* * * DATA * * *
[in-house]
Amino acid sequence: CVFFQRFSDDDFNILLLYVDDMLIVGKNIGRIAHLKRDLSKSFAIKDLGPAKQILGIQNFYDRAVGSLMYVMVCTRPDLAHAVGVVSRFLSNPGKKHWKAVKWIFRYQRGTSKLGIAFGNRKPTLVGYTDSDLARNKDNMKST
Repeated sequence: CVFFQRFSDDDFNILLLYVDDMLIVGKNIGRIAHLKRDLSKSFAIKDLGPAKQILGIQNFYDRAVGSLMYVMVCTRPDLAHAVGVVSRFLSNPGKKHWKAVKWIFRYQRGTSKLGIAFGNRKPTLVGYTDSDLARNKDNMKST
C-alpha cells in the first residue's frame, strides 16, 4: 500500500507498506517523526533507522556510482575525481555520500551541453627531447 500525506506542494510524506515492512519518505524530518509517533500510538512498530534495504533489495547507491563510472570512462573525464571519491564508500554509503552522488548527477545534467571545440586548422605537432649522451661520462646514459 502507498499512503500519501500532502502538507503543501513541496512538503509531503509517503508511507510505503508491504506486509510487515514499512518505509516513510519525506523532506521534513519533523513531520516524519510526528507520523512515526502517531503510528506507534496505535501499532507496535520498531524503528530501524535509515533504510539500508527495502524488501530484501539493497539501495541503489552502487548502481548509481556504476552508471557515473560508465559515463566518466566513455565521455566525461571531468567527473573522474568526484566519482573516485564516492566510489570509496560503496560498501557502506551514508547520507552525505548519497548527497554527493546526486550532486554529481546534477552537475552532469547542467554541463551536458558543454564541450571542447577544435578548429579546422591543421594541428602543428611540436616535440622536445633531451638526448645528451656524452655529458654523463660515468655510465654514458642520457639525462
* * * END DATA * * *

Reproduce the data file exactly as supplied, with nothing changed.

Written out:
[in-house]
Amino acid sequence: CVFFQRFSDDDFNILLLYVDDMLIVGKNIGRIAHLKRDLSKSFAIKDLGPAKQILGIQNFYDRAVGSLMYVMVCTRPDLAHAVGVVSRFLSNPGKKHWKAVKWIFRYQRGTSKLGIAFGNRKPTLVGYTDSDLARNKDNMKST
Repeated sequence: CVFFQRFSDDDFNILLLYVDDMLIVGKNIGRIAHLKRDLSKSFAIKDLGPAKQILGIQNFYDRAVGSLMYVMVCTRPDLAHAVGVVSRFLSNPGKKHWKAVKWIFRYQRGTSKLGIAFGNRKPTLVGYTDSDLARNKDNMKST
C-alpha cells in the first residue's frame, strides 16, 4: 500500500507498506517523526533507522556510482575525481555520500551541453627531447 500525506506542494510524506515492512519518505524530518509517533500510538512498530534495504533489495547507491563510472570512462573525464571519491564508500554509503552522488548527477545534467571545440586548422605537432649522451661520462646514459 502507498499512503500519501500532502502538507503543501513541496512538503509531503509517503508511507510505503508491504506486509510487515514499512518505509516513510519525506523532506521534513519533523513531520516524519510526528507520523512515526502517531503510528506507534496505535501499532507496535520498531524503528530501524535509515533504510539500508527495502524488501530484501539493497539501495541503489552502487548502481548509481556504476552508471557515473560508465559515463566518466566513455565521455566525461571531468567527473573522474568526484566519482573516485564516492566510489570509496560503496560498501557502506551514508547520507552525505548519497548527497554527493546526486550532486554529481546534477552537475552532469547542467554541463551536458558543454564541450571542447577544435578548429579546422591543421594541428602543428611540436616535440622536445633531451638526448645528451656524452655529458654523463660515468655510465654514458642520457639525462